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A strategy guide to winning noble

A strategy guide to winning noble

  1. Norzin

    Norzin Chieftain

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    Don't take anything Voice says to heart. If you take a look at a lot of his post he has bad manner with perpetual flaming. I'm considering muting him from my forum comments for this very reason. Seriously, the guy is pretty classless and does more harm than good.
     
  2. obsolete

    obsolete Chieftain

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    Ohhh.. I think I heard of that guy before on this forum. Thanks for the tip Norzin, I'll be on the lookout.

    As for this strategy guide, it KICKS ASS!!!!

    Hope I don't see any more of this stuff, or everyone will be kicking my ass as well. :p
     
  3. yanner39

    yanner39 Chieftain

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    I've gain alot more experience since I posted in this thread and I still like your article and find it useful. I do have a question as to when the Granary should be built.

    You mention that the first build should be a worker if he can work some tiles in the BFC, if not a warrior. Then, it's to build warriors until the capital becomes a size 5 city. Then, the capital pumps out settlers and workers.

    It's obvious that a granary is not built until the city is a size 5. Is this common? I usually try and get a Granary as soon as possible in order to whip my citizens. Now unless you are suggesting that their is no whipping done during this faze, then I understand.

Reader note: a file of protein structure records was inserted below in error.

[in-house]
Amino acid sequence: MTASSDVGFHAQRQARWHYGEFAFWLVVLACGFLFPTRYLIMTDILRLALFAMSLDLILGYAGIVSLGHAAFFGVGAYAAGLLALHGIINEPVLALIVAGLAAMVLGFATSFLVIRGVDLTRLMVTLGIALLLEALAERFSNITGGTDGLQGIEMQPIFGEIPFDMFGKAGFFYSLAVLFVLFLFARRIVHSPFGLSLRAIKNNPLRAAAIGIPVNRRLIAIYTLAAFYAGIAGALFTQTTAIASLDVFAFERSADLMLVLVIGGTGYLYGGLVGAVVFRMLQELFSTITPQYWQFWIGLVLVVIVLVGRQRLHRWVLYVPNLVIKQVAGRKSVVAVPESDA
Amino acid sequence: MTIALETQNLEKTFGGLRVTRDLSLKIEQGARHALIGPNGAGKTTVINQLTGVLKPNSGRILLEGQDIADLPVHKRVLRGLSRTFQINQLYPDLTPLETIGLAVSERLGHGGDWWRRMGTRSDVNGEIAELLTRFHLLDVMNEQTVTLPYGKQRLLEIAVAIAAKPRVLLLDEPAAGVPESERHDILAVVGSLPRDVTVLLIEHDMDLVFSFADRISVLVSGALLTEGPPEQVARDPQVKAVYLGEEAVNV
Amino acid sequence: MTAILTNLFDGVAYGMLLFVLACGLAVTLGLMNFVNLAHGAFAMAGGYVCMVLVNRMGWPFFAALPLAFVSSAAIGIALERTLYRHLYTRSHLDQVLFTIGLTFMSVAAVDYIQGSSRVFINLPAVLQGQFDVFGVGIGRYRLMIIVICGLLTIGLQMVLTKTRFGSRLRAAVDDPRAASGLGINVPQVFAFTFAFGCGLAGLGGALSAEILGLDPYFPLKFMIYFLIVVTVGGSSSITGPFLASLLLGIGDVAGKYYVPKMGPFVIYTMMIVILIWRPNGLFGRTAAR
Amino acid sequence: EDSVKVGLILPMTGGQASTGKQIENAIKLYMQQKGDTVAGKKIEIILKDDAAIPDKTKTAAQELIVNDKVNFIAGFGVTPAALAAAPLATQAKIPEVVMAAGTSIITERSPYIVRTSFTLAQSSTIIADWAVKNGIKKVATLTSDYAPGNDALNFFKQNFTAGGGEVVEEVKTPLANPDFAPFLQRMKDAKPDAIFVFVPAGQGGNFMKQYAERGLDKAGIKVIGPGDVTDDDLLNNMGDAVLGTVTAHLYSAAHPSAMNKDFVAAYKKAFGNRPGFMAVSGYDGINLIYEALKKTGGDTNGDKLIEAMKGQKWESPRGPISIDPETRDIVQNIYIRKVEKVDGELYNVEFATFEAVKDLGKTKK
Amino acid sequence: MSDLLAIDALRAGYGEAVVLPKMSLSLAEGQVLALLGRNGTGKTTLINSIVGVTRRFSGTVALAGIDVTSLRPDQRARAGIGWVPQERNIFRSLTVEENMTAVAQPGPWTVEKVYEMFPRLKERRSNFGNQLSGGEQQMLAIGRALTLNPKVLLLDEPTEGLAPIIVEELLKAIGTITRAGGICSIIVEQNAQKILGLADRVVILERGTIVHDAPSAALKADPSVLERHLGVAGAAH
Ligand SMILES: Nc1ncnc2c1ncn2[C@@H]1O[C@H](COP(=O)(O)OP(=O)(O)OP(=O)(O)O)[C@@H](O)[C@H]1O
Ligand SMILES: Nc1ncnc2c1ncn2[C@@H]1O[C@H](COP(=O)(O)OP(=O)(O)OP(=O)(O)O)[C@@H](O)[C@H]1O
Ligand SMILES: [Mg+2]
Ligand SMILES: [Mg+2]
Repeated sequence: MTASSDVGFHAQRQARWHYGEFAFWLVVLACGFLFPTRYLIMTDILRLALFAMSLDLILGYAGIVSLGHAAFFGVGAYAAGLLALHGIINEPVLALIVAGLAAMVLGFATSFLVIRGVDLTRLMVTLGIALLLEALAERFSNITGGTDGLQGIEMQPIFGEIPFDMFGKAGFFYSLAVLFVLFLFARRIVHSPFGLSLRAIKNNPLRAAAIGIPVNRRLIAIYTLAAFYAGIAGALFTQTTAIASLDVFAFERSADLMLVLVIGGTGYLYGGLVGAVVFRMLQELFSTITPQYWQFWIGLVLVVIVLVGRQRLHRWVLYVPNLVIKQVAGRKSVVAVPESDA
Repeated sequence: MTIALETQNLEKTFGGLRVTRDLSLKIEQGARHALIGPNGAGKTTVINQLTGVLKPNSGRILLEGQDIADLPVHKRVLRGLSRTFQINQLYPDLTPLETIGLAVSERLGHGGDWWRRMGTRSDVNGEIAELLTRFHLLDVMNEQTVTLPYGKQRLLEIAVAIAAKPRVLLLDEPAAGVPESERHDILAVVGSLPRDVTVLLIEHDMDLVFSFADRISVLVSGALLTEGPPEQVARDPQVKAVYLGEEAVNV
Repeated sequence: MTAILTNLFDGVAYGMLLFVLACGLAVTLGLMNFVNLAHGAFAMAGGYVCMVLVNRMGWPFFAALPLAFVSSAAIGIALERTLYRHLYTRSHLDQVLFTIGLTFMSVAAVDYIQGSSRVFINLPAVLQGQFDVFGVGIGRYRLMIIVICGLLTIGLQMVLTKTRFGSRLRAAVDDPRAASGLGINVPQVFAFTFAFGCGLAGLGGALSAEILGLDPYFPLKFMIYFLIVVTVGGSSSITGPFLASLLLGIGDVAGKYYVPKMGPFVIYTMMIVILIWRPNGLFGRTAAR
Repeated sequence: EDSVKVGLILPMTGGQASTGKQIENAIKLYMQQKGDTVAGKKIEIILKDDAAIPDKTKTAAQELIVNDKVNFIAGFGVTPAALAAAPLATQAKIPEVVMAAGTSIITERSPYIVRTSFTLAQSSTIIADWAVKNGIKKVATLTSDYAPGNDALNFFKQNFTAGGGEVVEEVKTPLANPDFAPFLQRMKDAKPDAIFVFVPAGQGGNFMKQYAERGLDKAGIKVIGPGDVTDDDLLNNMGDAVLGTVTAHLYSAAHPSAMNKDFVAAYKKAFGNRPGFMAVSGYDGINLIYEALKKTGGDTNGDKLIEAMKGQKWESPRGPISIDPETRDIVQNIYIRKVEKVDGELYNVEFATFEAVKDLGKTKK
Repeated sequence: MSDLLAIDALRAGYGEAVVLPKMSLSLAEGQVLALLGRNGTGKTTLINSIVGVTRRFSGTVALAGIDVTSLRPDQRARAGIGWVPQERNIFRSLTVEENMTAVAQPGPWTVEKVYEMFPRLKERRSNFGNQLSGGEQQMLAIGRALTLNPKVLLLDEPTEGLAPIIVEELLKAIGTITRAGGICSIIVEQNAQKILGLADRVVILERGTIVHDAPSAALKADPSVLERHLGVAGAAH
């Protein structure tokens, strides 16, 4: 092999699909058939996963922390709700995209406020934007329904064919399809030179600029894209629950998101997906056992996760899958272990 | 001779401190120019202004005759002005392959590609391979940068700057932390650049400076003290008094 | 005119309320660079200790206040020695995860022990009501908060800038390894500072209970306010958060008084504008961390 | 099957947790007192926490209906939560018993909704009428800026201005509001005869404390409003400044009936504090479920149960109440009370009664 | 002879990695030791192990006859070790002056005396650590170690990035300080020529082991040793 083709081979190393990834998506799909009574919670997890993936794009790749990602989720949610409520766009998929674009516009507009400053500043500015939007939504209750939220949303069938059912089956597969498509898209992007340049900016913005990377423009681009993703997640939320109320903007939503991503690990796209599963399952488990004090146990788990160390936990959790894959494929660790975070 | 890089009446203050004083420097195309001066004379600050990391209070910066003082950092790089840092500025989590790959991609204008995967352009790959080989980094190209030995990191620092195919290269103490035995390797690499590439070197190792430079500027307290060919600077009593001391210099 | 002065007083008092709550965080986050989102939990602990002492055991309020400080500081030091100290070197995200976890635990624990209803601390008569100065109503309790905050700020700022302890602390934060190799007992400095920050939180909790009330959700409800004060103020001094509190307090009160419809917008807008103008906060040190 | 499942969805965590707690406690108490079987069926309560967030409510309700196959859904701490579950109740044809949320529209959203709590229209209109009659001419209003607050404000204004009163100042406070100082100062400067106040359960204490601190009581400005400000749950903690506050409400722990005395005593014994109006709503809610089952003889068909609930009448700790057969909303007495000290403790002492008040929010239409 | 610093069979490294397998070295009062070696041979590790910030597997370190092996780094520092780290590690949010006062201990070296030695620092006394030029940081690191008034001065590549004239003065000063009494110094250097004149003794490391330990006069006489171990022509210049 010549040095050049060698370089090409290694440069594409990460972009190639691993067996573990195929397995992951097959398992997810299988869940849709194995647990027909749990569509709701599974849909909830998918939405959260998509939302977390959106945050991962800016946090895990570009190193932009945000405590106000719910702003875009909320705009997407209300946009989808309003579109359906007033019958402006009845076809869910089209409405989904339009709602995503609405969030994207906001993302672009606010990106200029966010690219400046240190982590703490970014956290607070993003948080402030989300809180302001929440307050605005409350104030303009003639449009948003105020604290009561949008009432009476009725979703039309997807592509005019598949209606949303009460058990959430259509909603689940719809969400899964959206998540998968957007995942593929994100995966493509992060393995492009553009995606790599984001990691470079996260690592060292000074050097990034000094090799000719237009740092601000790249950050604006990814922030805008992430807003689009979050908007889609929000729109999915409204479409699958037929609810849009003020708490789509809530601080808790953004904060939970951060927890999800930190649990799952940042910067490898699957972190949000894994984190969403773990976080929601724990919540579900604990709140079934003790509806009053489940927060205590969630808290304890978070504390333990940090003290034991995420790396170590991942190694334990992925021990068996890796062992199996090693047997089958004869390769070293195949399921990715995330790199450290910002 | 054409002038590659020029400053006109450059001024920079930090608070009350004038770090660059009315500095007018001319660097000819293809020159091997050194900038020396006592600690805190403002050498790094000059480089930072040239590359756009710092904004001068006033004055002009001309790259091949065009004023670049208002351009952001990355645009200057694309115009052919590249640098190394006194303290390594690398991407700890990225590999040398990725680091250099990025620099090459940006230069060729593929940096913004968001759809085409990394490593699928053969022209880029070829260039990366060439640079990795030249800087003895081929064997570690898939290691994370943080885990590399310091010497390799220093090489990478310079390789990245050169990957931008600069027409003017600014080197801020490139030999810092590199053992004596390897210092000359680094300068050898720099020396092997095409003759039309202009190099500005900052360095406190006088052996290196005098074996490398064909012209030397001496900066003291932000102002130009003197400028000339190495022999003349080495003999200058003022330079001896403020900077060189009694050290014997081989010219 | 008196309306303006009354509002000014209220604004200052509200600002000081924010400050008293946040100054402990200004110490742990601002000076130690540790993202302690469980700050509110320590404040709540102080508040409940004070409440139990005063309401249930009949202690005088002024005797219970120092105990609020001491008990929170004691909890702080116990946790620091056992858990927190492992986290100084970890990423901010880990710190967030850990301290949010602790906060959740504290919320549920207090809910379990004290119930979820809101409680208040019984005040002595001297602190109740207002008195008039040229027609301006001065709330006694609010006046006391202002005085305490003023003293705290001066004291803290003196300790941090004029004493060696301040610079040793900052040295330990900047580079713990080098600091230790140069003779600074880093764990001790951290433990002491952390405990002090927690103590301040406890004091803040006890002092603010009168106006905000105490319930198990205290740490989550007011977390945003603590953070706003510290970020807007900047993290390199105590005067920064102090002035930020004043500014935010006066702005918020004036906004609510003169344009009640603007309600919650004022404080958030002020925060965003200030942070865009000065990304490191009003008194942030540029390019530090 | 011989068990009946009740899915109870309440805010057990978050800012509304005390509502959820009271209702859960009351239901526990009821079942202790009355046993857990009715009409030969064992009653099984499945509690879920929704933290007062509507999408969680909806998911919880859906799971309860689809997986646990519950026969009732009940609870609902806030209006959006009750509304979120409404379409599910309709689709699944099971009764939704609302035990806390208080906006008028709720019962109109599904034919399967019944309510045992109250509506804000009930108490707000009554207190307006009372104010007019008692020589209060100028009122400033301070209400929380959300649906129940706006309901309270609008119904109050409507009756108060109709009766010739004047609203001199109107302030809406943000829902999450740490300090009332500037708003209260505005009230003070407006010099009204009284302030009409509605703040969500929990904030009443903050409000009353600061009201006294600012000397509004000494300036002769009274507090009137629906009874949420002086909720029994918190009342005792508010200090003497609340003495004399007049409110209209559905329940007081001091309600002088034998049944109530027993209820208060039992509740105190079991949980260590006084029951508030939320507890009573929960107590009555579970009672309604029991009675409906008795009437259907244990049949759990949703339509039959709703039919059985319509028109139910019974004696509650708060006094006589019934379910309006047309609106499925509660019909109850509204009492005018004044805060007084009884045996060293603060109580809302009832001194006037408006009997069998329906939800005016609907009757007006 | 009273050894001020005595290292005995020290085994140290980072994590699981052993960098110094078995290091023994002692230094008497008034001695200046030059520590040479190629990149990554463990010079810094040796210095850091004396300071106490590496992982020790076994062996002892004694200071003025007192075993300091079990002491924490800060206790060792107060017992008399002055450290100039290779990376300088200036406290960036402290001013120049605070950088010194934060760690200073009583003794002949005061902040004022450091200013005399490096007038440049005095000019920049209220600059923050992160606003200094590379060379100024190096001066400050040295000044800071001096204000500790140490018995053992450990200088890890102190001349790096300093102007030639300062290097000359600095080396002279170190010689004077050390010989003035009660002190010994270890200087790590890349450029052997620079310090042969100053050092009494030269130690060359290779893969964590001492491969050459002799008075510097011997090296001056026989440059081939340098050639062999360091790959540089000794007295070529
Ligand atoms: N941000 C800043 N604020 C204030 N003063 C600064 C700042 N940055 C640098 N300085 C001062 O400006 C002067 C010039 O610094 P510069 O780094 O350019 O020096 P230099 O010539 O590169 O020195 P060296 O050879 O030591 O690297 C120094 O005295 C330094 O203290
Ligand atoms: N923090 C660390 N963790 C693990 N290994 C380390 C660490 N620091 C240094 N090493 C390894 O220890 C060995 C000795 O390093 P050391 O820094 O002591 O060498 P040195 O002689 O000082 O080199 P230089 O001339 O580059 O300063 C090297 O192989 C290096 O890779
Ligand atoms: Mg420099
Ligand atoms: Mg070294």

However, it seems I want to get my settlers out quickly because I don't want to miss out on some land.
     
  4. Calamity

    Calamity Chieftain

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    I liked the guide a lot, but I would also like to ask: when should I build a granary?
     
  5. Continental Op

    Continental Op Chieftain

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    Pretty soon after the last settler is out, I think. If I recall it rightly, the guide suggests that you whip only when you have unhappy citizens, and that normally never happens until the city is >5 in size.
     
  6. cracked

    cracked Wierdo.

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    I would disagree with this to a certain extent.

    I think the best time to whip is when:

    Food is in abundance but hammers sparse.

    When the population reaches a certain level. For the first 50 turns a city is in your possesion on noble this is pop of six.(I choose a sliding scale for this, so in older cities with better tiles worked and more infrastructure I won't use the whip as often if at all as they don't need to).
    The whip is best employed at this moment because the city will grow back more quickly and is often well within the happy cap on noble. (This allows for very aggressive whipping and thus very rapid development of infrastructure).